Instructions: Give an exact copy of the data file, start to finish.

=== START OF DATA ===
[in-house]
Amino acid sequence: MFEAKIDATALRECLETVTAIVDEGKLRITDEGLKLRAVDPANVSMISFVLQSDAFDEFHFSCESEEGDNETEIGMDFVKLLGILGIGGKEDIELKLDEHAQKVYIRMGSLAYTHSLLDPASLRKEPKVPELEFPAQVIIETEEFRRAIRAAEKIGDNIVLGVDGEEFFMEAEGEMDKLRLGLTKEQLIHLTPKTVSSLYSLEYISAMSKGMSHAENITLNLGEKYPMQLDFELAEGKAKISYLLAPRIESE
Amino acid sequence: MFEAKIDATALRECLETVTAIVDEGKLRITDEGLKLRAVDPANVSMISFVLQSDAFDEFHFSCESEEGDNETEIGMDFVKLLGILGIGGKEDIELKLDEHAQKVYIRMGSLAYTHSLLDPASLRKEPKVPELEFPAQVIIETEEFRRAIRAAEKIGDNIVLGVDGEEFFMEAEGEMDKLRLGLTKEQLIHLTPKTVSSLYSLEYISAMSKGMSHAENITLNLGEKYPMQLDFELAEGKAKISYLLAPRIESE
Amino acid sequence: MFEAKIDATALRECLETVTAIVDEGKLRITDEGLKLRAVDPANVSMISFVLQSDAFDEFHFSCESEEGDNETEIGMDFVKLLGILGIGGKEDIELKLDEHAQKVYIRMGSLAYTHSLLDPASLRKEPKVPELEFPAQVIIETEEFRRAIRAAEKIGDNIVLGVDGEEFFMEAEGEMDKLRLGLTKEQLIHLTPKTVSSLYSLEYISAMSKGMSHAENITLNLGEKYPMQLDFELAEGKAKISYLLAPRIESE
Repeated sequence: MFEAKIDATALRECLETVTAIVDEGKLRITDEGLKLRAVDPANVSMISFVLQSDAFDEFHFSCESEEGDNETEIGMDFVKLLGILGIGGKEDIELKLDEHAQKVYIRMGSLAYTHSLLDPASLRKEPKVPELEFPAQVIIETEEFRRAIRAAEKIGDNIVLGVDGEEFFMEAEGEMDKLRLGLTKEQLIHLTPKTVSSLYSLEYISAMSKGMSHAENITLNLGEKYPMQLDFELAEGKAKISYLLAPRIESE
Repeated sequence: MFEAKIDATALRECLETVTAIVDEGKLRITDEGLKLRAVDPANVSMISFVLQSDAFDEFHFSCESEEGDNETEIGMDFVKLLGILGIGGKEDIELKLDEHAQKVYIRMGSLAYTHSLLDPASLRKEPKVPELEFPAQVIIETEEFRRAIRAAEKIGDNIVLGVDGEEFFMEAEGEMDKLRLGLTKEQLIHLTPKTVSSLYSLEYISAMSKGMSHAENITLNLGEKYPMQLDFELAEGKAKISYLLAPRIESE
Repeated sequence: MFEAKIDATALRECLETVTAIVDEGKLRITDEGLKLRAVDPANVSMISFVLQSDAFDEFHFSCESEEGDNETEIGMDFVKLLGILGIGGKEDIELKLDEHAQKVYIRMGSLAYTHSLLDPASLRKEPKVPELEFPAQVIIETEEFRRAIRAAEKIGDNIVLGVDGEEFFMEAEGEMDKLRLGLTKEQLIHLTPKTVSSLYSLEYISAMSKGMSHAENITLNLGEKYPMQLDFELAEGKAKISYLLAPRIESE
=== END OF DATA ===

[in-house]
Amino acid sequence: MFEAKIDATALRECLETVTAIVDEGKLRITDEGLKLRAVDPANVSMISFVLQSDAFDEFHFSCESEEGDNETEIGMDFVKLLGILGIGGKEDIELKLDEHAQKVYIRMGSLAYTHSLLDPASLRKEPKVPELEFPAQVIIETEEFRRAIRAAEKIGDNIVLGVDGEEFFMEAEGEMDKLRLGLTKEQLIHLTPKTVSSLYSLEYISAMSKGMSHAENITLNLGEKYPMQLDFELAEGKAKISYLLAPRIESE
Amino acid sequence: MFEAKIDATALRECLETVTAIVDEGKLRITDEGLKLRAVDPANVSMISFVLQSDAFDEFHFSCESEEGDNETEIGMDFVKLLGILGIGGKEDIELKLDEHAQKVYIRMGSLAYTHSLLDPASLRKEPKVPELEFPAQVIIETEEFRRAIRAAEKIGDNIVLGVDGEEFFMEAEGEMDKLRLGLTKEQLIHLTPKTVSSLYSLEYISAMSKGMSHAENITLNLGEKYPMQLDFELAEGKAKISYLLAPRIESE
Amino acid sequence: MFEAKIDATALRECLETVTAIVDEGKLRITDEGLKLRAVDPANVSMISFVLQSDAFDEFHFSCESEEGDNETEIGMDFVKLLGILGIGGKEDIELKLDEHAQKVYIRMGSLAYTHSLLDPASLRKEPKVPELEFPAQVIIETEEFRRAIRAAEKIGDNIVLGVDGEEFFMEAEGEMDKLRLGLTKEQLIHLTPKTVSSLYSLEYISAMSKGMSHAENITLNLGEKYPMQLDFELAEGKAKISYLLAPRIESE
Repeated sequence: MFEAKIDATALRECLETVTAIVDEGKLRITDEGLKLRAVDPANVSMISFVLQSDAFDEFHFSCESEEGDNETEIGMDFVKLLGILGIGGKEDIELKLDEHAQKVYIRMGSLAYTHSLLDPASLRKEPKVPELEFPAQVIIETEEFRRAIRAAEKIGDNIVLGVDGEEFFMEAEGEMDKLRLGLTKEQLIHLTPKTVSSLYSLEYISAMSKGMSHAENITLNLGEKYPMQLDFELAEGKAKISYLLAPRIESE
Repeated sequence: MFEAKIDATALRECLETVTAIVDEGKLRITDEGLKLRAVDPANVSMISFVLQSDAFDEFHFSCESEEGDNETEIGMDFVKLLGILGIGGKEDIELKLDEHAQKVYIRMGSLAYTHSLLDPASLRKEPKVPELEFPAQVIIETEEFRRAIRAAEKIGDNIVLGVDGEEFFMEAEGEMDKLRLGLTKEQLIHLTPKTVSSLYSLEYISAMSKGMSHAENITLNLGEKYPMQLDFELAEGKAKISYLLAPRIESE
Repeated sequence: MFEAKIDATALRECLETVTAIVDEGKLRITDEGLKLRAVDPANVSMISFVLQSDAFDEFHFSCESEEGDNETEIGMDFVKLLGILGIGGKEDIELKLDEHAQKVYIRMGSLAYTHSLLDPASLRKEPKVPELEFPAQVIIETEEFRRAIRAAEKIGDNIVLGVDGEEFFMEAEGEMDKLRLGLTKEQLIHLTPKTVSSLYSLEYISAMSKGMSHAENITLNLGEKYPMQLDFELAEGKAKISYLLAPRIESE